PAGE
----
Why Code Quality Tools Work

January 17th 2007

A year or so back, I started an informal Design Patterns discussion group while on a project at MSA. I was in a team of about 50 Java developers, and there were a few other dilletantes like me who knew Design Patterns enough to throw out the buzz words, but didn't really know Design Patterns. I figured there's safety in numbers, so we slogged through together.

Design Patterns is a great choice for a technical reading group. First, they're non-cumulative, so if someone misses the first 10 meetings, they can still jump in at 11 and contribute. They're also extremely practical. A developer can't go a week without seeing an instance of a good 'ole Singleton or Factory or Command. And lastly, there are plenty of references, so even the stingy can get their hands on something to read.


Tending to the community aspect of the group was as important as the patterns themselves. Cultivating Communities of Practice has some good suggestions for keeping the group "alive", engaged, and responsive. Robert Putnam also talks about the benefits of communities in Bowling Alone and Better Together (two excellent books). In my experience, I saw that just through some bi-weekly meetings about patterns, strong connections would form between people that otherwise wouldn't be talking. Through these connections other non-pattern information flowed - and not just about last week's Steeler game, but good practical project related stuff. Community is vital for any development project, and these reading groups were great for supporting this.

Discussion Format

Joshua Kerievsky lays out a nice format of a design patterns study group in A learning Guide to Design Patterns. Within the discussions, someone plays the role of facillitor, essentially the gadfly that peppers the group with questions, keeping the socratic dialogue alive. It was not a presentation, and this was important. We were all equals in our knowledge, so a simple conversation style let us share information efficiently and stay engaged.

Another important element was the cadence or rhythm works of the group. Every Wednesday at lunch we'd meet - and there were no problems with expectations or coordination. If you couldn't make it, you came to the next one. No problem.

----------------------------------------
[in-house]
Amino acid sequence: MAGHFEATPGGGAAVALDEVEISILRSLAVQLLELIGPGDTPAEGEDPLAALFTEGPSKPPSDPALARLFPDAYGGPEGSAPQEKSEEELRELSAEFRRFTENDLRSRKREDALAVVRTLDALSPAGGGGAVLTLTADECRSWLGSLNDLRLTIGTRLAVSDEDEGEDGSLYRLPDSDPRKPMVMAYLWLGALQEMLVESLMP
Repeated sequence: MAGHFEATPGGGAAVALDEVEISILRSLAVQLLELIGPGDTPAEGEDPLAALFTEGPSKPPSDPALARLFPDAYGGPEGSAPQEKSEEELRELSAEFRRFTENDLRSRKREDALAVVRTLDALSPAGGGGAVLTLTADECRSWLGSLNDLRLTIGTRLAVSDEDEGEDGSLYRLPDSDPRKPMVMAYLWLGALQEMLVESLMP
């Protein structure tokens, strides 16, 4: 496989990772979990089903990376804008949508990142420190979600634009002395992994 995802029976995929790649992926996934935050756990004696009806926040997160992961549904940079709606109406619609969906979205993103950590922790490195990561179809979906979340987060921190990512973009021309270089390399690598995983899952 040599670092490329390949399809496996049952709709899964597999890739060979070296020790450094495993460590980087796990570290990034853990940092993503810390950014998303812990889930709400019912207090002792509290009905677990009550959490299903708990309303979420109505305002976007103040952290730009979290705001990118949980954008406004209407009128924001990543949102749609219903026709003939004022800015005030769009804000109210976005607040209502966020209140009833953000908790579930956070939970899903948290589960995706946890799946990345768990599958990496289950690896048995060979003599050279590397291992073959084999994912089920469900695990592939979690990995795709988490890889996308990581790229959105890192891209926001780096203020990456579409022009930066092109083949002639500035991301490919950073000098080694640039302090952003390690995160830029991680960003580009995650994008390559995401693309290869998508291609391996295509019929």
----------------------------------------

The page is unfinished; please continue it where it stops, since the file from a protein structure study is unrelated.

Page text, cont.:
Also important was preparation. Here are some questions that I created to guide the discussion:

Abstract Factory
Chain of Responsibility


Of course the best resource is the timeless Design Patterns book, by the Gang of Four. A couple other books take on the GoF patterns as well: Patterns in Java, Patterns in Java: A Tutorial, and Head First Design Patterns (poster). A number of web sites are just as helpful, like the C2 Wiki and dofactory.com. Lastly, you can't dig into patterns without reading a conversation with Erich Gamma, Three Sources of a Solid Object-Oriented Design, or The Show Trial of the Gang of Four.

Well, this was our group at least, and I hope some of it helps with your own. Good luck!

I am currently living in Pittsburgh, PA, working as a Senior Technical Consultant for Summa, and studying as a part-time graduate student in Philosophy at Carnegie Mellon University.

I'm an "old" programmer who has been blogging for almost 20 years now. In 2017, I started Highline Solutions, a consulting company that helps with software architecture and full-stack development. I have two degrees from Carnegie Mellon University, one practical (Information and Decision Systems) and one not so much (Philosophy - thesis here). Pittsburgh, PA is my home where I live with my wife and 3 energetic boys.
I recently released a web app called TechRez, a "better resume for tech". The idea is that instead of sending out the same-old static PDF resume that's jam packed with buzz words and spans multiple pages, you can create a TechRez, which is modern, visual, and interactive. Try it out for free!
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February 08, 2011
Thanks bro I found your blog usefull.